Sony says PlayStation 3 sales better than expected

NEW YORK Wed Oct 1, 2008 5:59pm EDT

Sony Corp's PlayStation 3 (PS3) game controller is pictured at a Sofmap electric store in Tokyo May 14, 2008. REUTERS/Yuriko Nakao

Sony Corp's PlayStation 3 (PS3) game controller is pictured at a Sofmap electric store in Tokyo May 14, 2008.

Credit: Reuters/Yuriko Nakao

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NEW YORK (Reuters) - Sony Corp's PlayStation 3 video game console and its portable cousin, the PSP, are selling faster than expected and are poised to meet full-year sales targets even if the current economic crisis hurts holiday demand, Sony said on Wednesday.

Driven by solid demand by video games, and the appeal of the Blu-ray disc movie system built into the devices, PlayStation 3 sales are some 30 percent better than Sony's plan so far in its fiscal year, according to Jack Tretton, Chief Executive of Sony Computer Entertainment of America.

As a result, he anticipates sales of the PS3 to reach a previously announced target of 10 million units by the end of the year, in March 2009.

"We are in good shape for that number worldwide," he said in an interview. "We are tracking at 100 percent up over last year ... about 30 percent ahead of where we should be. So sales could slow down and we will still hit our number."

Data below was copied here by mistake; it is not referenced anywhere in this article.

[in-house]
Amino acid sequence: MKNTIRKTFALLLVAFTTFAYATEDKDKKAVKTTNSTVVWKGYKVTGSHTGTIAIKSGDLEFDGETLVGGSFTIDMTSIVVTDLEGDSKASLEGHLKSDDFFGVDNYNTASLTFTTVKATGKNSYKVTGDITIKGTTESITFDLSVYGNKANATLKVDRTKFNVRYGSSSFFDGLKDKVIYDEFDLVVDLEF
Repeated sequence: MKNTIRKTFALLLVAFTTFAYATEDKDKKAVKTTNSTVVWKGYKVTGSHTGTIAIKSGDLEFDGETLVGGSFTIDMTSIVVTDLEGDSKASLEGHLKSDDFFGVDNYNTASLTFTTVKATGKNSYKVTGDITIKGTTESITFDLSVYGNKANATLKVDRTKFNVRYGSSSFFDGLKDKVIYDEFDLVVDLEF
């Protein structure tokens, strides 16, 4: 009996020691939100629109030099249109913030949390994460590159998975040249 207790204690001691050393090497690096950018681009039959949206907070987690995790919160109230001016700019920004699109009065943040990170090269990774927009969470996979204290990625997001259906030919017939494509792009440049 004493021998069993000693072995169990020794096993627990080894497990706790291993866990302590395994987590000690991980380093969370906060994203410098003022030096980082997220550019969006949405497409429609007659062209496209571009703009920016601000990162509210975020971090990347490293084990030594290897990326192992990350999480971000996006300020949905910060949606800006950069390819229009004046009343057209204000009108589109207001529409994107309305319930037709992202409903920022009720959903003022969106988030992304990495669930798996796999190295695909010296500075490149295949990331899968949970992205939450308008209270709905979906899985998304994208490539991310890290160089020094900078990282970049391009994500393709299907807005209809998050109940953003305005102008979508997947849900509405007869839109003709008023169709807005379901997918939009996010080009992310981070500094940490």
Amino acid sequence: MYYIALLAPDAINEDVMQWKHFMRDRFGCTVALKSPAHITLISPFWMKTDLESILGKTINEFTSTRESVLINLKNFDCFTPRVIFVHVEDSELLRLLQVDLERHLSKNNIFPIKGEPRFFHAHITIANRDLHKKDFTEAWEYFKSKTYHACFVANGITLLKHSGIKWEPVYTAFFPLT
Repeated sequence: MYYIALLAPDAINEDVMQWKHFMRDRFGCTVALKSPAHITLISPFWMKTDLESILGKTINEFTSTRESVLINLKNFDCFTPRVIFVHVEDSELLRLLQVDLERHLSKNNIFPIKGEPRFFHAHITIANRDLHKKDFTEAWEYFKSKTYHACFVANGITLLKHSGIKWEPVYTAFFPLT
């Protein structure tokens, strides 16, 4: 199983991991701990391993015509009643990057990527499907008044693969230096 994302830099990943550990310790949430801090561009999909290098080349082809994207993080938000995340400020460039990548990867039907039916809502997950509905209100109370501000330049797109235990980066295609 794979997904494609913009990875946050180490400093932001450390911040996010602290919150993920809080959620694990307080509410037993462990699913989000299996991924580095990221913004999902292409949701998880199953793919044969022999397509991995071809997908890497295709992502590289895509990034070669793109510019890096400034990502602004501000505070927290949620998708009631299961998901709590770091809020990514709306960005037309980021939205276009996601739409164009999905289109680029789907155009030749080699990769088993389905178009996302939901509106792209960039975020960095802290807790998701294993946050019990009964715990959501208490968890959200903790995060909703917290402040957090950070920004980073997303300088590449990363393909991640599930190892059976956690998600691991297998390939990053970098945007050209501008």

Tretton said sales could be affected by products shortages, which he anticipated would be "not drastic."

"I'd say we are able to meet somewhere between 80-90 percent demand, based on how things are trending," he said.

Sales of the PSP, a $170 handheld device that plays games, movies and can surf the Internet, are 20-30 percent ahead of plan and are well-placed to meet the Japanese company's target of 15 million units sold.

Sony dominated the global video game industry for a decade starting in the mid-1990s, but sales of the PS3 have lagged behind Nintendo Co Ltd's Wii console. It now has to come to grips with a recent price cut for Microsoft Corp's Xbox 360, its other main rival.

Tretton's comments echo other industry players who suggest that the $22 billion video game industry may be relatively shielded from the economy's troubles. Specifically, he says that multimedia devices like the PS3 and PSP have multiple uses and therefore can be enjoyed by members of an entire family, not just game players.

"I think people are going to question every dollar that they spend, but they are going to look for value in return, he said. "The entertainment value ... with PlayStation 3 compares very favorably to other entertainment choices."

That optimism hasn't protected Sony's shares from declining sharply as economic concerns grow. Sony shares trading on the New York Stock Exchange have declined some 20 percent in the past month.

The stock's decline was hastened by Wall Street analysts downgrades in mid-September, due to concerns over the outlook for Sony's over major electronics operations, including its flat TV, mobile phone and digital camera businesses.

(Reporting by Franklin Paul; Editing by Gary Hill)

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